Solving polynomial systems using a fast adaptive back propagation-type neural network algorithm
In recent years an increasing interest in neural networks has arisen in applied analysis. But the first ideas (that later developed into the neural networks we use today) were already invented by Warren McCulloch and Walter Pitts in the early 1940s.
Their paper, “A logical calculus of the ideas immanent in nervous activity”, published simultaneously with the rise in the use of programmable computers in applied maths. But due to a lack of calculating capacity from the computers of the time, the interest of the mathematical community in neural networks declined until around 2010, when there was a resurgence of interest as new applications were developed.
One interesting mathematical application is discussed in Issue 2, Volume 29 of European Journal of Applied Mathematics, where Kostas Goulianas, Athanasios Margaris, Ioannis Refanidis and Kostas Diamantaras propose a neural network architecture for solving systems of non-linear equations in their paper Solving polynomial systems using a fast adaptive back propagation-type neural network algorithm. Those systems often provide larger difficulties than systems of linear equations, where we already know very convenient approaches to solve them (i.e. the Gauss algorithm).
In the introduction to their paper the authors first differentiate between three different approaches from literature for solving polynomial systems of equations. They name symbolic methods, numerical methods and geometric methods and discuss the advantages and problems of using these ansatzes. They propose an efficient solution of an algorithm based on the use of neural networks.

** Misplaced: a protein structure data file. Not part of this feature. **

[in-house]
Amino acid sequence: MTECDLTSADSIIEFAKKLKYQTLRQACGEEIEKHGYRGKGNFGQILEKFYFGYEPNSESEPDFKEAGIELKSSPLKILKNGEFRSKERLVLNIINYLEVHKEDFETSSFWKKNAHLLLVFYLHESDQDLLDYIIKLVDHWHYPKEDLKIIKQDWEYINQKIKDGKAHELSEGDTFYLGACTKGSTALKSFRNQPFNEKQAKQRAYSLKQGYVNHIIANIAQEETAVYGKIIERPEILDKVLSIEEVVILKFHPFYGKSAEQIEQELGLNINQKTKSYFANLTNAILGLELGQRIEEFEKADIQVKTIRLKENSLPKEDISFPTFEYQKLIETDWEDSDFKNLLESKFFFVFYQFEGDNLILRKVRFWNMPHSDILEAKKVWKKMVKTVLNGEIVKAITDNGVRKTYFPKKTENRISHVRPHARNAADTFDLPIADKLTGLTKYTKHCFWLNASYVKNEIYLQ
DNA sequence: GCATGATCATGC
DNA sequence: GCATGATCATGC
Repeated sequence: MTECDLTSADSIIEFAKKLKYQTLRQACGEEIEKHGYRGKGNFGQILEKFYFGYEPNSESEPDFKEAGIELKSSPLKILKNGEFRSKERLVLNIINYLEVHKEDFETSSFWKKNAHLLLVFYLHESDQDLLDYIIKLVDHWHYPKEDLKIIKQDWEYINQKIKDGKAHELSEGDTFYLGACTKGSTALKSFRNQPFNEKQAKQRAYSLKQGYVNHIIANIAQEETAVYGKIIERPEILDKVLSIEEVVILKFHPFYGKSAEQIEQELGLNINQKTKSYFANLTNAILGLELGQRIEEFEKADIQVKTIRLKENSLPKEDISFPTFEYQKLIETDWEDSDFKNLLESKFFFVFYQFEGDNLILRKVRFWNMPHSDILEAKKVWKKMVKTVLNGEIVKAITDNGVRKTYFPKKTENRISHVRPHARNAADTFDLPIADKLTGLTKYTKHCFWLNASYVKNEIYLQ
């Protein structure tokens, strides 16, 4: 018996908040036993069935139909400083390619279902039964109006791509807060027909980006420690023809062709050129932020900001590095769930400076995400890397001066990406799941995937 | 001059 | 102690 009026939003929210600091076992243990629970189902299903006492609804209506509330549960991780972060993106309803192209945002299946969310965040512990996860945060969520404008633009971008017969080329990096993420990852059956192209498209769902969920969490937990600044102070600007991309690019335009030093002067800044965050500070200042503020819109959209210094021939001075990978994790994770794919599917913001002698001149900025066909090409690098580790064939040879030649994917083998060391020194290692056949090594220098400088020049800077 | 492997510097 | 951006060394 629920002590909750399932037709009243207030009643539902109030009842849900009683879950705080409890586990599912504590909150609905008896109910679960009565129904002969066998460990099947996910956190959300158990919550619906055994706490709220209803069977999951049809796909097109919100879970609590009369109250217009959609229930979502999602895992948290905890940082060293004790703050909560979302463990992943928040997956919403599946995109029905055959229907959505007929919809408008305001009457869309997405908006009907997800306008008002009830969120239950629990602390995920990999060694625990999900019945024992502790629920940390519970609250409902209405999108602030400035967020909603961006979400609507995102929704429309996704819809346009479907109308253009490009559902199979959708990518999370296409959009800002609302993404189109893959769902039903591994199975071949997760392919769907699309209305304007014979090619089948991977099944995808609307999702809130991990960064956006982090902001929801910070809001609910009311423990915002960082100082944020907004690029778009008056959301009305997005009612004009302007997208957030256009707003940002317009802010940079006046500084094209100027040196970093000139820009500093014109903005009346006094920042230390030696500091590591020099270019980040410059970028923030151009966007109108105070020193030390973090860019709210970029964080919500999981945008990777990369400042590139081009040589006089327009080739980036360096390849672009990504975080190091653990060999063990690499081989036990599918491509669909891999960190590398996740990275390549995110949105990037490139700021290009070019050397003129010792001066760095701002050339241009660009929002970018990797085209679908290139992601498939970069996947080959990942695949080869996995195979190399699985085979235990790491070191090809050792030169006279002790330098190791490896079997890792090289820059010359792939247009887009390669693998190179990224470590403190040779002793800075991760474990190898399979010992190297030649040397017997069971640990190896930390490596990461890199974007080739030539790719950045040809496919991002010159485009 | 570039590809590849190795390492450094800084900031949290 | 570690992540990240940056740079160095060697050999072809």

Neural networks are a form of supervised learning inspired by the mammalian nervous system which consists of a network of neurons transporting information through the human body. The artificial neural network in the paper consists of four layers of neurons and weights and are computed using a backpropagation algorithm, which calculates an error at the output layer and then redistributes this error backwards on the different layers.
In order to verify the proper functioning of their neural network, the authors tested their network with some well-known systems of equations motivated by both mathematical and applied problems. They were capable of solving high dimensional equation systems with fast convergence.
As a major advantage of this ansatz, compared to previous ones from literature, they stated that “neural networks are universal approximators in the sense that they have the ability to simulate any functions of any type with a predefined degree of accuracy” and that “the adaptive learning rate is one of the most interesting features of the proposed simulator since it allows to each neuron of Layer 1 to be trained with its own learning rate value”.
Solving polynomial systems using a fast adaptive back propagation-type neural network algorithm can be read for free through 31st May 2019.